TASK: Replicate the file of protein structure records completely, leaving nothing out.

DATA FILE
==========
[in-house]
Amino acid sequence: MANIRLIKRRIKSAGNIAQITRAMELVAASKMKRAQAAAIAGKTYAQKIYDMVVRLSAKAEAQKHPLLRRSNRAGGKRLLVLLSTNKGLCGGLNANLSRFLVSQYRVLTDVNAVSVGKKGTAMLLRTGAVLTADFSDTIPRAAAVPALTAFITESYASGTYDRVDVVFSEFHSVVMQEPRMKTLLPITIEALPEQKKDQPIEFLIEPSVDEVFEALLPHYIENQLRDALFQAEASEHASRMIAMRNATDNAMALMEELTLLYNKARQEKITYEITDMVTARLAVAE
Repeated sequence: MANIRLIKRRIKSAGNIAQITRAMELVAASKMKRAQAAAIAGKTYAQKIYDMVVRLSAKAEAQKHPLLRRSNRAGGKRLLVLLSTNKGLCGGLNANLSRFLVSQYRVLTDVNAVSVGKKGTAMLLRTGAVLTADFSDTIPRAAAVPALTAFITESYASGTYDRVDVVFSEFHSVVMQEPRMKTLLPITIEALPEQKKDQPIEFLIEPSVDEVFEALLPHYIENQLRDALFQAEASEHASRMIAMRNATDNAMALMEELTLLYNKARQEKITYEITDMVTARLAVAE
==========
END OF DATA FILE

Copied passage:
[in-house]
Amino acid sequence: MANIRLIKRRIKSAGNIAQITRAMELVAASKMKRAQAAAIAGKTYAQKIYDMVVRLSAKAEAQKHPLLRRSNRAGGKRLLVLLSTNKGLCGGLNANLSRFLVSQYRVLTDVNAVSVGKKGTAMLLRTGAVLTADFSDTIPRAAAVPALTAFITESYASGTYDRVDVVFSEFHSVVMQEPRMKTLLPITIEALPEQKKDQPIEFLIEPSVDEVFEALLPHYIENQLRDALFQAEASEHASRMIAMRNATDNAMALMEELTLLYNKARQEKITYEITDMVTARLAVAE
Repeated sequence: MANIRLIKRRIKSAGNIAQITRAMELVAASKMKRAQAAAIAGKTYAQKIYDMVVRLSAKAEAQKHPLLRRSNRAGGKRLLVLLSTNKGLCGGLNANLSRFLVSQYRVLTDVNAVSVGKKGTAMLLRTGAVLTADFSDTIPRAAAVPALTAFITESYASGTYDRVDVVFSEFHSVVMQEPRMKTLLPITIEALPEQKKDQPIEFLIEPSVDEVFEALLPHYIENQLRDALFQAEASEHASRMIAMRNATDNAMALMEELTLLYNKARQEKITYEITDMVTARLAVAE